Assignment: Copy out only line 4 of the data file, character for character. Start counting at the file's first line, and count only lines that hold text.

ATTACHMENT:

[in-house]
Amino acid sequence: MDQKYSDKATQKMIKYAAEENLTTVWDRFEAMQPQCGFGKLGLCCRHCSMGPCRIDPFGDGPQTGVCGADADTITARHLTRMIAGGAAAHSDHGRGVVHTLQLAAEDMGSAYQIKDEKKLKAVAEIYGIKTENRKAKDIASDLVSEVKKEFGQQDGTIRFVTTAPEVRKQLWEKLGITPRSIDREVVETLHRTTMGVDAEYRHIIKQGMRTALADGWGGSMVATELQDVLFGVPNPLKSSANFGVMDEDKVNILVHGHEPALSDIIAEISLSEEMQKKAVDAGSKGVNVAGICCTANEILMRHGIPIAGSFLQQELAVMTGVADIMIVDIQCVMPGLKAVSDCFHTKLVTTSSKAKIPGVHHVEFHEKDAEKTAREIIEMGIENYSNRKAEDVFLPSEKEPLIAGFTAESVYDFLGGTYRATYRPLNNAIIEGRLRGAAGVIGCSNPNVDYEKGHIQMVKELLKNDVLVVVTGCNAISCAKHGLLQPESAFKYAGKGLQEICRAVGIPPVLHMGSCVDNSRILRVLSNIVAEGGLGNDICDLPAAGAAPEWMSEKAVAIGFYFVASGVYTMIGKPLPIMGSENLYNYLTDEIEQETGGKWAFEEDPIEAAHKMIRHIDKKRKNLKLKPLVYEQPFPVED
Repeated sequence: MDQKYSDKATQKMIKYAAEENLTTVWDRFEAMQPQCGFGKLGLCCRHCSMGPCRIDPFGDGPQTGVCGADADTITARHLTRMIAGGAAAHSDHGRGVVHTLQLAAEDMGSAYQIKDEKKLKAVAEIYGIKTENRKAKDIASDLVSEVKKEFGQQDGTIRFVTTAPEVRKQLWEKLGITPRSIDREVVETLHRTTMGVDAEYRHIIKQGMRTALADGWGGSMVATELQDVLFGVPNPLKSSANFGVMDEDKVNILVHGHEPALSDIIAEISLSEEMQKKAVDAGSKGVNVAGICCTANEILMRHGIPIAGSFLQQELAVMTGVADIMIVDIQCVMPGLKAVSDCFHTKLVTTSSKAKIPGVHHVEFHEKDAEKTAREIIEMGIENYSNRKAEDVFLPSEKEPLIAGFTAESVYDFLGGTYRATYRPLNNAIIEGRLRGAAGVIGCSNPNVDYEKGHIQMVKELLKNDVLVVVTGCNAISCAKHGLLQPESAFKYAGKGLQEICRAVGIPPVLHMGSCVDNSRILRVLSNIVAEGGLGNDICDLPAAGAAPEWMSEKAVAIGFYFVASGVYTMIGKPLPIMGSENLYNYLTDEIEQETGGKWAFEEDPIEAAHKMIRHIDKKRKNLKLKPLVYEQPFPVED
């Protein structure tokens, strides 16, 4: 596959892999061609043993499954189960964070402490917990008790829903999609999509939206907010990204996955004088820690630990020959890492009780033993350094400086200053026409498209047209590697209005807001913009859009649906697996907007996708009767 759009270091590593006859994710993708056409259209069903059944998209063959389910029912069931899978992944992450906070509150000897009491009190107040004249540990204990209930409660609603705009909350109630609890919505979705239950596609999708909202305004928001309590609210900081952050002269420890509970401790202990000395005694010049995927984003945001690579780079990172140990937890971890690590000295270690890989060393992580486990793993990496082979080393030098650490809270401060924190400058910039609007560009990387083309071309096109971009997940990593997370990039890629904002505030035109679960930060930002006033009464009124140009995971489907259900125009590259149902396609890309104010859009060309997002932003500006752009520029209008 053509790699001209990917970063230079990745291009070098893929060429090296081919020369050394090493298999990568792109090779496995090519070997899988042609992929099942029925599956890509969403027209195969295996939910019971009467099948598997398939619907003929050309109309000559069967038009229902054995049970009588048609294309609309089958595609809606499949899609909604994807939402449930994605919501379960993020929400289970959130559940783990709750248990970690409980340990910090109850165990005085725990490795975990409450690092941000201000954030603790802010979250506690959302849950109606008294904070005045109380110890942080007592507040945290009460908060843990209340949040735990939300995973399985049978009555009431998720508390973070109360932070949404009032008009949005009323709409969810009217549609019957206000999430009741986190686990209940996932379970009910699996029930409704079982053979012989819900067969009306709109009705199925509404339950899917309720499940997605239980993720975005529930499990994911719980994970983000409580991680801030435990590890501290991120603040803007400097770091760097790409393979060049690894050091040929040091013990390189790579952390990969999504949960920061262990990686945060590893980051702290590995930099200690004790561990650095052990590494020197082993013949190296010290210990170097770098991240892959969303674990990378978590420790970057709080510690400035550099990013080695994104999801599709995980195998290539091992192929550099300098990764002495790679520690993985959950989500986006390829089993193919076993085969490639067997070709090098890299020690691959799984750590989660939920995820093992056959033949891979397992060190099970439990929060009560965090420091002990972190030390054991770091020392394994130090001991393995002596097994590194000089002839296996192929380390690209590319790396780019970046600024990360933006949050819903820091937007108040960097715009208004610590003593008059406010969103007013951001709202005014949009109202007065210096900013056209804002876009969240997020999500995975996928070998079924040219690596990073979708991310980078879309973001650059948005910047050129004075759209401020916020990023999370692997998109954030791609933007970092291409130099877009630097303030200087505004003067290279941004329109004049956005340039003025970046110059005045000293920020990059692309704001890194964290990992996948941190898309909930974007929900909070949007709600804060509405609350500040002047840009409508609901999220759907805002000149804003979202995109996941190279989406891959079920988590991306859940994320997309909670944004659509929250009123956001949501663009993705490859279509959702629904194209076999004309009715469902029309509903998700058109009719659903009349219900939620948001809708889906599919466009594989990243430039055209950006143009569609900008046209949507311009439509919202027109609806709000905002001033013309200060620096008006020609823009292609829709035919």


């Protein structure tokens, strides 16, 4: 596959892999061609043993499954189960964070402490917990008790829903999609999509939206907010990204996955004088820690630990020959890492009780033993350094400086200053026409498209047209590697209005807001913009859009649906697996907007996708009767 759009270091590593006859994710993708056409259209069903059944998209063959389910029912069931899978992944992450906070509150000897009491009190107040004249540990204990209930409660609603705009909350109630609890919505979705239950596609999708909202305004928001309590609210900081952050002269420890509970401790202990000395005694010049995927984003945001690579780079990172140990937890971890690590000295270690890989060393992580486990793993990496082979080393030098650490809270401060924190400058910039609007560009990387083309071309096109971009997940990593997370990039890629904002505030035109679960930060930002006033009464009124140009995971489907259900125009590259149902396609890309104010859009060309997002932003500006752009520029209008 053509790699001209990917970063230079990745291009070098893929060429090296081919020369050394090493298999990568792109090779496995090519070997899988042609992929099942029925599956890509969403027209195969295996939910019971009467099948598997398939619907003929050309109309000559069967038009229902054995049970009588048609294309609309089958595609809606499949899609909604994807939402449930994605919501379960993020929400289970959130559940783990709750248990970690409980340990910090109850165990005085725990490795975990409450690092941000201000954030603790802010979250506690959302849950109606008294904070005045109380110890942080007592507040945290009460908060843990209340949040735990939300995973399985049978009555009431998720508390973070109360932070949404009032008009949005009323709409969810009217549609019957206000999430009741986190686990209940996932379970009910699996029930409704079982053979012989819900067969009306709109009705199925509404339950899917309720499940997605239980993720975005529930499990994911719980994970983000409580991680801030435990590890501290991120603040803007400097770091760097790409393979060049690894050091040929040091013990390189790579952390990969999504949960920061262990990686945060590893980051702290590995930099200690004790561990650095052990590494020197082993013949190296010290210990170097770098991240892959969303674990990378978590420790970057709080510690400035550099990013080695994104999801599709995980195998290539091992192929550099300098990764002495790679520690993985959950989500986006390829089993193919076993085969490639067997070709090098890299020690691959799984750590989660939920995820093992056959033949891979397992060190099970439990929060009560965090420091002990972190030390054991770091020392394994130090001991393995002596097994590194000089002839296996192929380390690209590319790396780019970046600024990360933006949050819903820091937007108040960097715009208004610590003593008059406010969103007013951001709202005014949009109202007065210096900013056209804002876009969240997020999500995975996928070998079924040219690596990073979708991310980078879309973001650059948005910047050129004075759209401020916020990023999370692997998109954030791609933007970092291409130099877009630097303030200087505004003067290279941004329109004049956005340039003025970046110059005045000293920020990059692309704001890194964290990992996948941190898309909930974007929900909070949007709600804060509405609350500040002047840009409508609901999220759907805002000149804003979202995109996941190279989406891959079920988590991306859940994320997309909670944004659509929250009123956001949501663009993705490859279509959702629904194209076999004309009715469902029309509903998700058109009719659903009349219900939620948001809708889906599919466009594989990243430039055209950006143009569609900008046209949507311009439509919202027109609806709000905002001033013309200060620096008006020609823009292609829709035919």